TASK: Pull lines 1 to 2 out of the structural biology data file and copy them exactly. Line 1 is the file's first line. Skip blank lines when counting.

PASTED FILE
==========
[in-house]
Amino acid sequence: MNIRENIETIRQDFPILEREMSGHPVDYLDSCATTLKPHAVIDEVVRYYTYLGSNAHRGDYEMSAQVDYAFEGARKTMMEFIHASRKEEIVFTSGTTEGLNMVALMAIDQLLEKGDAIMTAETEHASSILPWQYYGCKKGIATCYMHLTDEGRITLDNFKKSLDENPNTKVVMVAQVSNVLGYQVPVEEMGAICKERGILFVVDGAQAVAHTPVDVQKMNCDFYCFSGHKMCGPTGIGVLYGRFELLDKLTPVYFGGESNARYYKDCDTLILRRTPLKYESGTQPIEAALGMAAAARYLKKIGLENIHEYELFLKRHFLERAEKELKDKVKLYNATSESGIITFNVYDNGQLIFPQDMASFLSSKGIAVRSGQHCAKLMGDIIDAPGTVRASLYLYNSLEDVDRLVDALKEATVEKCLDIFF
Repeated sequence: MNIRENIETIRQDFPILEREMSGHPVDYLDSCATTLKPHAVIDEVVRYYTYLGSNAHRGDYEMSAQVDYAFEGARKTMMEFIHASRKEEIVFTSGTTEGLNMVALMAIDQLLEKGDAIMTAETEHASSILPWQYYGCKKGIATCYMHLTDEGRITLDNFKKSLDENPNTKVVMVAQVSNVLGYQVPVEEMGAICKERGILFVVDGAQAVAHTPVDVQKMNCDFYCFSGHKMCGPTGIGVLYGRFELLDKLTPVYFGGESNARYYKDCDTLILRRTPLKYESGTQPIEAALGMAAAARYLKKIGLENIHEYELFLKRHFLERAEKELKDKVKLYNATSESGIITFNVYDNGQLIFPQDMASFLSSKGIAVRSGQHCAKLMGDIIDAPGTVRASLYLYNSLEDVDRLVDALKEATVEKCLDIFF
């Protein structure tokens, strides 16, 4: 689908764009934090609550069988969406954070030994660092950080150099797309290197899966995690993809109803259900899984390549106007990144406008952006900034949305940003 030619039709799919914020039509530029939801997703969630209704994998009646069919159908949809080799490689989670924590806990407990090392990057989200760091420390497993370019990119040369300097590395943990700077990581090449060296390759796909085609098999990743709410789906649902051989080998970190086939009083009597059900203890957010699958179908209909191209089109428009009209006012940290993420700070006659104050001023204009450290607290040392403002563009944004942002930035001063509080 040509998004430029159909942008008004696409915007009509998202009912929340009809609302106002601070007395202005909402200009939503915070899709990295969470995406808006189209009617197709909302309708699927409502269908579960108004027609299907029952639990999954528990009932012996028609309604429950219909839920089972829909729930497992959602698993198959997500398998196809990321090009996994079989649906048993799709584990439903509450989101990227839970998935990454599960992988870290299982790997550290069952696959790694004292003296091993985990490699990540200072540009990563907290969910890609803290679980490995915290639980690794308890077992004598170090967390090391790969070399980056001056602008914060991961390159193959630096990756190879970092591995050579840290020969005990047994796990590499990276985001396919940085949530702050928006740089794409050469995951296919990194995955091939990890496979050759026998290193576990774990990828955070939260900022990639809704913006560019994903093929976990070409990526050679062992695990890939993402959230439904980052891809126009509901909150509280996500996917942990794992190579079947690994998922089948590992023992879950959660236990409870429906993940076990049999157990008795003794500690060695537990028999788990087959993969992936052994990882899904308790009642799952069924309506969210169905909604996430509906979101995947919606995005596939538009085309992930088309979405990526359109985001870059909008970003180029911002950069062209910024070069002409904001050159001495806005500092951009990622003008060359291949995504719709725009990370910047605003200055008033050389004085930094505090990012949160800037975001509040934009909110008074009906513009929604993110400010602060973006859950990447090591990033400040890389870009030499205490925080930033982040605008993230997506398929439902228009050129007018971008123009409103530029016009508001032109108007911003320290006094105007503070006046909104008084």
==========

[in-house]
Amino acid sequence: MNIRENIETIRQDFPILEREMSGHPVDYLDSCATTLKPHAVIDEVVRYYTYLGSNAHRGDYEMSAQVDYAFEGARKTMMEFIHASRKEEIVFTSGTTEGLNMVALMAIDQLLEKGDAIMTAETEHASSILPWQYYGCKKGIATCYMHLTDEGRITLDNFKKSLDENPNTKVVMVAQVSNVLGYQVPVEEMGAICKERGILFVVDGAQAVAHTPVDVQKMNCDFYCFSGHKMCGPTGIGVLYGRFELLDKLTPVYFGGESNARYYKDCDTLILRRTPLKYESGTQPIEAALGMAAAARYLKKIGLENIHEYELFLKRHFLERAEKELKDKVKLYNATSESGIITFNVYDNGQLIFPQDMASFLSSKGIAVRSGQHCAKLMGDIIDAPGTVRASLYLYNSLEDVDRLVDALKEATVEKCLDIFF